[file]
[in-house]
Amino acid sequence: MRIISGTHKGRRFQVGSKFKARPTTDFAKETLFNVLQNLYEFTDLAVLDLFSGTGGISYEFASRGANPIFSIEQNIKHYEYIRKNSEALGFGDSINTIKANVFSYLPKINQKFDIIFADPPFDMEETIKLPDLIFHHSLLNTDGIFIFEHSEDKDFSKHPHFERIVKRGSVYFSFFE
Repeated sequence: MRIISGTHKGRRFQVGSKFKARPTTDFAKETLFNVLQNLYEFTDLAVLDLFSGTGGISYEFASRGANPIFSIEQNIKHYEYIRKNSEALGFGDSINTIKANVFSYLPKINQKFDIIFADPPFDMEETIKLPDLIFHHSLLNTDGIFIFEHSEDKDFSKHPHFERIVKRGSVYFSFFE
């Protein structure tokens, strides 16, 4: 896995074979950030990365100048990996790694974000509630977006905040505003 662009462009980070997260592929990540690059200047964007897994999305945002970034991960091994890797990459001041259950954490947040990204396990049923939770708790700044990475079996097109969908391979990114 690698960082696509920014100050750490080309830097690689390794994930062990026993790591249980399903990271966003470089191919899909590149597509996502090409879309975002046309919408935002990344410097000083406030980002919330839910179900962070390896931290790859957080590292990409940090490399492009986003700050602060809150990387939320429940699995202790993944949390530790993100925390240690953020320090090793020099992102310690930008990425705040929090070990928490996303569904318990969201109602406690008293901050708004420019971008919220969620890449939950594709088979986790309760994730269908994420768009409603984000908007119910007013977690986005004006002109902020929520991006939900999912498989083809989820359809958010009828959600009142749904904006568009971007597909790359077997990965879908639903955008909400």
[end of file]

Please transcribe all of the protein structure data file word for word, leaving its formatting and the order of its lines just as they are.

[in-house]
Amino acid sequence: MRIISGTHKGRRFQVGSKFKARPTTDFAKETLFNVLQNLYEFTDLAVLDLFSGTGGISYEFASRGANPIFSIEQNIKHYEYIRKNSEALGFGDSINTIKANVFSYLPKINQKFDIIFADPPFDMEETIKLPDLIFHHSLLNTDGIFIFEHSEDKDFSKHPHFERIVKRGSVYFSFFE
Repeated sequence: MRIISGTHKGRRFQVGSKFKARPTTDFAKETLFNVLQNLYEFTDLAVLDLFSGTGGISYEFASRGANPIFSIEQNIKHYEYIRKNSEALGFGDSINTIKANVFSYLPKINQKFDIIFADPPFDMEETIKLPDLIFHHSLLNTDGIFIFEHSEDKDFSKHPHFERIVKRGSVYFSFFE
């Protein structure tokens, strides 16, 4: 896995074979950030990365100048990996790694974000509630977006905040505003 662009462009980070997260592929990540690059200047964007897994999305945002970034991960091994890797990459001041259950954490947040990204396990049923939770708790700044990475079996097109969908391979990114 690698960082696509920014100050750490080309830097690689390794994930062990026993790591249980399903990271966003470089191919899909590149597509996502090409879309975002046309919408935002990344410097000083406030980002919330839910179900962070390896931290790859957080590292990409940090490399492009986003700050602060809150990387939320429940699995202790993944949390530790993100925390240690953020320090090793020099992102310690930008990425705040929090070990928490996303569904318990969201109602406690008293901050708004420019971008919220969620890449939950594709088979986790309760994730269908994420768009409603984000908007119910007013977690986005004006002109902020929520991006939900999912498989083809989820359809958010009828959600009142749904904006568009971007597909790359077997990965879908639903955008909400």